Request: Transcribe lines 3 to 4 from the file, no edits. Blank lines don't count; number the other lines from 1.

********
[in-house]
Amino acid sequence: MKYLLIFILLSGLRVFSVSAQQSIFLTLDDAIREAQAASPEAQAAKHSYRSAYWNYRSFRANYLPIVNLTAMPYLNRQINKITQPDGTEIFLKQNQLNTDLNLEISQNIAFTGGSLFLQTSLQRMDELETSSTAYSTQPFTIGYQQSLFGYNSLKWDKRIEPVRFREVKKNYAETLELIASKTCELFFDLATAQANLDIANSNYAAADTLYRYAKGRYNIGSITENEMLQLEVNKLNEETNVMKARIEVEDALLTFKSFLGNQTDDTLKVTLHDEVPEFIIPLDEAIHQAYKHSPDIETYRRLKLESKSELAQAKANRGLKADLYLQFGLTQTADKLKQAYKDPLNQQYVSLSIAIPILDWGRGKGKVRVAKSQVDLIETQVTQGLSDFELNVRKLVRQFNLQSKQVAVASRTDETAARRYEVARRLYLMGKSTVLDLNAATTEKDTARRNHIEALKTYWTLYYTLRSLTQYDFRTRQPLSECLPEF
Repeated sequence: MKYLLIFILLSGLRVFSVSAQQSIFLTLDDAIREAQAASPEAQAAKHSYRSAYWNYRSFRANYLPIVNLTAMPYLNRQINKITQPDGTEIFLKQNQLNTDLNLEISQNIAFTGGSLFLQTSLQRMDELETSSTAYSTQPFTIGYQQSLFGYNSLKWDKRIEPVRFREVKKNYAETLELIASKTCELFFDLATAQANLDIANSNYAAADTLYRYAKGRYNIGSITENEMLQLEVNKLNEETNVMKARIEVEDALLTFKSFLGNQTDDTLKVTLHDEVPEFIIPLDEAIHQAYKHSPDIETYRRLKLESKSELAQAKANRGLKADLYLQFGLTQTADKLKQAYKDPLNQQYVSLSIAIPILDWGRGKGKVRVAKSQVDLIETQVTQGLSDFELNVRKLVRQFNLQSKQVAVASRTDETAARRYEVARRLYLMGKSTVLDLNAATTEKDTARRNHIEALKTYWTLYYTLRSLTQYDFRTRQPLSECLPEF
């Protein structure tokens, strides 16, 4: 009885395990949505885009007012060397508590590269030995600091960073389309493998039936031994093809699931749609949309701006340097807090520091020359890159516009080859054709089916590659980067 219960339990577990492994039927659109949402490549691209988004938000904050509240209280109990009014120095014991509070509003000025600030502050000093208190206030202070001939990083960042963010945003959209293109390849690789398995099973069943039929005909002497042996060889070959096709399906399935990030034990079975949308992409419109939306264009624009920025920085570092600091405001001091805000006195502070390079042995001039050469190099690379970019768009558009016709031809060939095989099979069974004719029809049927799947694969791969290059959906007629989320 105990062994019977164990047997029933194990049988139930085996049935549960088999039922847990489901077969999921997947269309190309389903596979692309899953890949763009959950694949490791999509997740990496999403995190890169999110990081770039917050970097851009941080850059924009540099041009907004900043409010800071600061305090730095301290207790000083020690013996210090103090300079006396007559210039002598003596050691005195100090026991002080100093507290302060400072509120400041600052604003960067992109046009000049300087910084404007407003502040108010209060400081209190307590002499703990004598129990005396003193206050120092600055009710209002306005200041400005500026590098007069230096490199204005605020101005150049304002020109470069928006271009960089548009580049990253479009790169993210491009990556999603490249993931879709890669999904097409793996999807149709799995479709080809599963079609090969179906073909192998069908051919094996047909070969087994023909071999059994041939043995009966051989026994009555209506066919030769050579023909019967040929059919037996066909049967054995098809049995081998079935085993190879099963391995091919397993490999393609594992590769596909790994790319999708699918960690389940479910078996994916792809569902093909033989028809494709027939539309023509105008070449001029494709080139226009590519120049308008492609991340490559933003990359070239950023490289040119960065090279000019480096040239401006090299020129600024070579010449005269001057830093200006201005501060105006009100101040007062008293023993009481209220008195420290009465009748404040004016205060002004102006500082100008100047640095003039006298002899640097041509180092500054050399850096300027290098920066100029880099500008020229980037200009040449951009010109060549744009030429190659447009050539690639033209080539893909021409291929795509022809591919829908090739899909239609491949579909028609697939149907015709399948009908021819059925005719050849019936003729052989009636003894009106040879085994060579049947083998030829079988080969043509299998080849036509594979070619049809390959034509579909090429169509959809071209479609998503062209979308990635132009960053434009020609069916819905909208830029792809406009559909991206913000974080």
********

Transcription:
Repeated sequence: MKYLLIFILLSGLRVFSVSAQQSIFLTLDDAIREAQAASPEAQAAKHSYRSAYWNYRSFRANYLPIVNLTAMPYLNRQINKITQPDGTEIFLKQNQLNTDLNLEISQNIAFTGGSLFLQTSLQRMDELETSSTAYSTQPFTIGYQQSLFGYNSLKWDKRIEPVRFREVKKNYAETLELIASKTCELFFDLATAQANLDIANSNYAAADTLYRYAKGRYNIGSITENEMLQLEVNKLNEETNVMKARIEVEDALLTFKSFLGNQTDDTLKVTLHDEVPEFIIPLDEAIHQAYKHSPDIETYRRLKLESKSELAQAKANRGLKADLYLQFGLTQTADKLKQAYKDPLNQQYVSLSIAIPILDWGRGKGKVRVAKSQVDLIETQVTQGLSDFELNVRKLVRQFNLQSKQVAVASRTDETAARRYEVARRLYLMGKSTVLDLNAATTEKDTARRNHIEALKTYWTLYYTLRSLTQYDFRTRQPLSECLPEF
């Protein structure tokens, strides 16, 4: 009885395990949505885009007012060397508590590269030995600091960073389309493998039936031994093809699931749609949309701006340097807090520091020359890159516009080859054709089916590659980067 219960339990577990492994039927659109949402490549691209988004938000904050509240209280109990009014120095014991509070509003000025600030502050000093208190206030202070001939990083960042963010945003959209293109390849690789398995099973069943039929005909002497042996060889070959096709399906399935990030034990079975949308992409419109939306264009624009920025920085570092600091405001001091805000006195502070390079042995001039050469190099690379970019768009558009016709031809060939095989099979069974004719029809049927799947694969791969290059959906007629989320 105990062994019977164990047997029933194990049988139930085996049935549960088999039922847990489901077969999921997947269309190309389903596979692309899953890949763009959950694949490791999509997740990496999403995190890169999110990081770039917050970097851009941080850059924009540099041009907004900043409010800071600061305090730095301290207790000083020690013996210090103090300079006396007559210039002598003596050691005195100090026991002080100093507290302060400072509120400041600052604003960067992109046009000049300087910084404007407003502040108010209060400081209190307590002499703990004598129990005396003193206050120092600055009710209002306005200041400005500026590098007069230096490199204005605020101005150049304002020109470069928006271009960089548009580049990253479009790169993210491009990556999603490249993931879709890669999904097409793996999807149709799995479709080809599963079609090969179906073909192998069908051919094996047909070969087994023909071999059994041939043995009966051989026994009555209506066919030769050579023909019967040929059919037996066909049967054995098809049995081998079935085993190879099963391995091919397993490999393609594992590769596909790994790319999708699918960690389940479910078996994916792809569902093909033989028809494709027939539309023509105008070449001029494709080139226009590519120049308008492609991340490559933003990359070239950023490289040119960065090279000019480096040239401006090299020129600024070579010449005269001057830093200006201005501060105006009100101040007062008293023993009481209220008195420290009465009748404040004016205060002004102006500082100008100047640095003039006298002899640097041509180092500054050399850096300027290098920066100029880099500008020229980037200009040449951009010109060549744009030429190659447009050539690639033209080539893909021409291929795509022809591919829908090739899909239609491949579909028609697939149907015709399948009908021819059925005719050849019936003729052989009636003894009106040879085994060579049947083998030829079988080969043509299998080849036509594979070619049809390959034509579909090429169509959809071209479609998503062209979308990635132009960053434009020609069916819905909208830029792809406009559909991206913000974080």